For many entrepreneurs, marrying their various passions into a business that makes sense takes time, and sometimes a few trials. Often called “serial entrepreneurs,” these are the people who start several businesses, one after the other.

Megan Oltman is one such entrepreneur. Familiar to many people in the area for her work with the Team Nimbus business coaching franchise, she is reintroducing herself to the community with a new business that combines her knowledge of helping people as a coach with her earliest passion and first career: law.

Oltman has opened a practice as a divorce mediator, Mercer Family Mediation, in Lawrenceville. As a mediator she specializes not only in divorce and child custody issues but also estate problems and business issues as well.

“Others may not see the similarities in coaching and mediation, but to me it’s been a gradual change,” she says. “I’m not moving from apples to oranges, but from one type of apple to another.”

Oltman first became interested in the law because she saw it as a way to “help people find practical solutions for their problems, to help them craft a positive future,” she says. She graduated from Antioch with a bachelor’s in political science and women’s studies in 1981. She received her J.D. from New York University in 1986.

She practiced law for 14 years in New York and New Jersey, beginning in commercial law, then moving to family law after several years “because I wanted to help real people with real life problems,” she says. What she soon learned was that “fighting a divorce out in a courtroom was never a positive experience for anyone involved. The process of litigating a divorce destroys more relationships than the divorce itself.”

Her quest to help others build better futures sparked her interest in the profession of coaching and in 2000 she switched careers and became certified as a life and business coach through Results Coaching Systems. She learned about Team Nimbus, a coaching franchise that focuses on small business, through her involvement with Business Network International and opened the first New Jersey franchise for the company in 2003.

Oltman still has a number of business coaching clients. “I enjoy working with small business owners to help them find new solutions,” she says. She plans to continue that part of her business along with her mediation work.

But while coaching helped satisfy her passion for assisting others in solving complex problems, it didn’t often involve the law. That chance to combine both areas of interest is what sparked her interest in mediation.

“Coaching is about listening to another person, getting all of the facts about a situation, and helping that other person create a positive plan of action,” she says. Mediation also uses those skills in the context of legal issues that are often quite complex. “I see it as putting all of my skills together, a reshaping of what I was already doing.”

This year she became certified with the New Jersey Association of Professional Mediators. She is currently working toward accreditation that will allow her to become a court-appointed mediator.

During mediation, Oltman says, the two parties involved in a legal dispute sit down together with a trained, neutral third party “who can help them to focus away from their emotions and toward a solution; away from the past and toward a future.”

No losers. Working toward a result that has no losers is different than the cheery phrase, “win-win,” says Oltman. “I hate the term ‘win-win.’ Let’s face it, negotiating something, whether it is a divorce, a business deal, or a family issue, means that everyone has to compromise. It is not usually a win-win situation; rather a situation where no one has to lose.”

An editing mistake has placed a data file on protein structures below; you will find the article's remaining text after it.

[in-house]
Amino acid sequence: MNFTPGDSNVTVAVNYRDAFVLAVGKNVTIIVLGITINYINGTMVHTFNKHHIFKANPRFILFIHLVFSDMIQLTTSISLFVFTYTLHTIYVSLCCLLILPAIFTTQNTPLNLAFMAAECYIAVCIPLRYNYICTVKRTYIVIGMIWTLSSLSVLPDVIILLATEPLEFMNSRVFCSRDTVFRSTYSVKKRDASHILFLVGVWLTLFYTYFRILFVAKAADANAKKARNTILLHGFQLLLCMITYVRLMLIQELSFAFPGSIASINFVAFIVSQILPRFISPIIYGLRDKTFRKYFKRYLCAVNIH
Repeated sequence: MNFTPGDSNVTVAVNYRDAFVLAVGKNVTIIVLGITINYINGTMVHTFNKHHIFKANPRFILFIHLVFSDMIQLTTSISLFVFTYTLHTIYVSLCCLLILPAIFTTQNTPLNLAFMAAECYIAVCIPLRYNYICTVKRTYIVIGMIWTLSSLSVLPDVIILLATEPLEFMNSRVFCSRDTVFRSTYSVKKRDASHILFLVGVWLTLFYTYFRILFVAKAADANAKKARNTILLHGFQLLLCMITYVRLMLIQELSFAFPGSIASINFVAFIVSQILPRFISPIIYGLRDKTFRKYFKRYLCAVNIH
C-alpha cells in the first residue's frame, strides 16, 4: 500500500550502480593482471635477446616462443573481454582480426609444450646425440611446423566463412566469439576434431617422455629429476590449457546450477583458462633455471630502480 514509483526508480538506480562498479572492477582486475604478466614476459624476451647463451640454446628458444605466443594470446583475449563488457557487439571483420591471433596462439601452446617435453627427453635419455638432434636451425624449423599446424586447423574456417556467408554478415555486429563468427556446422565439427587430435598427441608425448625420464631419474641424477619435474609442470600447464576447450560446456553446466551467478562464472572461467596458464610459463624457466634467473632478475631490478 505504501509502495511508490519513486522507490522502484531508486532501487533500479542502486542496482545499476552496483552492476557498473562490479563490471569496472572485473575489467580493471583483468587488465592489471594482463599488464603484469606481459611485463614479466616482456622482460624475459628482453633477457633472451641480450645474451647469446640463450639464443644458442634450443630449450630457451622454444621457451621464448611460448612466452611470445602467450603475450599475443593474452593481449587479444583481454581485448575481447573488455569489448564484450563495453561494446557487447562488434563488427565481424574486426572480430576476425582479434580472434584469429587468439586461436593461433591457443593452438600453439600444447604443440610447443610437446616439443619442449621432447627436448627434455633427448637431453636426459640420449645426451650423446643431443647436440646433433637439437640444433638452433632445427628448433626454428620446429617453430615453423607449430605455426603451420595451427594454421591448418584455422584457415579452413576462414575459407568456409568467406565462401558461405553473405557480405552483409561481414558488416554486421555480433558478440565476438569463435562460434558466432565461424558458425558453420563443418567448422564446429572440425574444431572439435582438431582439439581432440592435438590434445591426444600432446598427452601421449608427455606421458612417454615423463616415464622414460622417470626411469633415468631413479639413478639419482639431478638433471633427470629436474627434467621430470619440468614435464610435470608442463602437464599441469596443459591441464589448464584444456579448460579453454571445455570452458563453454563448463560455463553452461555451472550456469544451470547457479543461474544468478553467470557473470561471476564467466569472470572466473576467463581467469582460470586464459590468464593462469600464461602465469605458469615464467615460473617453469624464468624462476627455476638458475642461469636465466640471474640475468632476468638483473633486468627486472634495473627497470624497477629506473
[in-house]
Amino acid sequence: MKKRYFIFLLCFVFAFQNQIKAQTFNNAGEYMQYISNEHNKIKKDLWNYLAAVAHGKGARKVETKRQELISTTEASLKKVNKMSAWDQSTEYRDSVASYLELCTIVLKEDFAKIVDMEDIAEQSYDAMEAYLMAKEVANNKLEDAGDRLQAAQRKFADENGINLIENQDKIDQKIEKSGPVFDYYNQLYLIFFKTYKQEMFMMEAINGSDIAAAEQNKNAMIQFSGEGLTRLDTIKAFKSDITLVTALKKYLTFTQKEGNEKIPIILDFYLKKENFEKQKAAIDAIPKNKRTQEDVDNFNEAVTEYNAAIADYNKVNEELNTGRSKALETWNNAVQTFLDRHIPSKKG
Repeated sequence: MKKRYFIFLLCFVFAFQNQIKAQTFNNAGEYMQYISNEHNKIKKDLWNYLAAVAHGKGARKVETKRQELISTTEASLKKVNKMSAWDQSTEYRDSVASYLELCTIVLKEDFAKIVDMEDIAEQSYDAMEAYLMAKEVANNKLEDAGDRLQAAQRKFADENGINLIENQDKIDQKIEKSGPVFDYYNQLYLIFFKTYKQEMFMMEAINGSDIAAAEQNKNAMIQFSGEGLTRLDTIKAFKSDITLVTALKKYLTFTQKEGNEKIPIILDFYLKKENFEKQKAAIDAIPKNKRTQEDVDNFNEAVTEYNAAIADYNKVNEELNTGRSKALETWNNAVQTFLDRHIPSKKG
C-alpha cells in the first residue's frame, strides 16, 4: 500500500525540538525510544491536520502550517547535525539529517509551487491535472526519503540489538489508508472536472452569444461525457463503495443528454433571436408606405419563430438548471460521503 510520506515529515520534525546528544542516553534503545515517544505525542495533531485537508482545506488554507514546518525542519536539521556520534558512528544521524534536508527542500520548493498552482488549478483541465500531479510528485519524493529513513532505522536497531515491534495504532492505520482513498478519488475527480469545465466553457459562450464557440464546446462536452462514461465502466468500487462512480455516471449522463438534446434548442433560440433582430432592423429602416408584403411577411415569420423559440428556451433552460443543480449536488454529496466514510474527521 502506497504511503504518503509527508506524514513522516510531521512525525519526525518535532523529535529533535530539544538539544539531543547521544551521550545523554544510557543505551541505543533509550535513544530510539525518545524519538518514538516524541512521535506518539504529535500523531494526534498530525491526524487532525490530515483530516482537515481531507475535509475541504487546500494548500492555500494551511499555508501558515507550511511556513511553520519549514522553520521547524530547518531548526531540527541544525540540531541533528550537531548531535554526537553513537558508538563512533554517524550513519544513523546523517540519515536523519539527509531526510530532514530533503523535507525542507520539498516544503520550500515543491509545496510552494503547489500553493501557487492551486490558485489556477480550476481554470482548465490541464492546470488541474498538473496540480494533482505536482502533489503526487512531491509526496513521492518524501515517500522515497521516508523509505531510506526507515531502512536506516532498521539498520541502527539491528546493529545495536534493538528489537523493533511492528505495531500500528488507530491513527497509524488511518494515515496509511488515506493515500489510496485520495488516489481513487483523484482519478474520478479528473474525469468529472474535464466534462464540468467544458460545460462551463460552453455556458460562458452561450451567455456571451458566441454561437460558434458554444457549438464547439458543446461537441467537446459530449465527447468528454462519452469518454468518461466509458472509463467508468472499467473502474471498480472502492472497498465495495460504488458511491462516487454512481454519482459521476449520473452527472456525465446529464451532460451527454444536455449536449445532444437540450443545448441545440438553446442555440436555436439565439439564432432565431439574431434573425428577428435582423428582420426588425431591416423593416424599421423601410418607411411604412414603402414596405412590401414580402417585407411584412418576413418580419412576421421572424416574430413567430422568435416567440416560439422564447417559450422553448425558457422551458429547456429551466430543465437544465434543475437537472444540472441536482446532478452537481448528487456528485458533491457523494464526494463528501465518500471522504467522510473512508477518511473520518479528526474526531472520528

A divorce, for example, involves splitting one household into two, and it costs more money to run two households than it does to run one. “This is not a situation that will make anyone feel like a winner,” she adds.

Negotiate, don’t litigate. Whether the situation is a divorce, a dispute over a family will, or the break-up of a business partnership, the process of negotiation is almost always more positive than that of litigation. Statistics show that solutions imposed in court by a judge wind up back in court more often than negotiated settlements. In fact, 95 percent of all divorces are negotiated. Unfortunately, the five percent of divorces that go through the courts are the cases that return to the court again and again, says Oltman.

Most of the problems in divorce disputes involve either money or child custody. “If the problem is money, remember, it is always cheaper to negotiate rather than litigate,” she says.

Continue the relationships. No matter what the problem, if it involves your family you want to be able to resolve in such a way that you can preserve the relationships. “If you are getting a divorce and have children you are going to be dealing with your former spouse for the rest of your children’s lives,” says Oltman. From birthdays to holidays to weddings and funerals, you want to be able to sit in the same room with the other person without, at the least, hard feelings, or at worst, an emotional scene.

If the problem is an estate or family business issue, the emotions can run just as hot. “When the dust settles and you tell someone the story 10 years from now you don’t want it to end with, ‘and I never spoke to my brother or sister or aunt or uncle again,’” says Oltman. “Mediation is about preserving those relationships.”

In the end, she says, mediation is about finding a creative solution to a complex problem. “It is the process of sitting down with all of the parties involved and looking underneath the animosity to what’s most important to everyone. As a mediator I try to help people come up with creative solutions to preserve what is important.”

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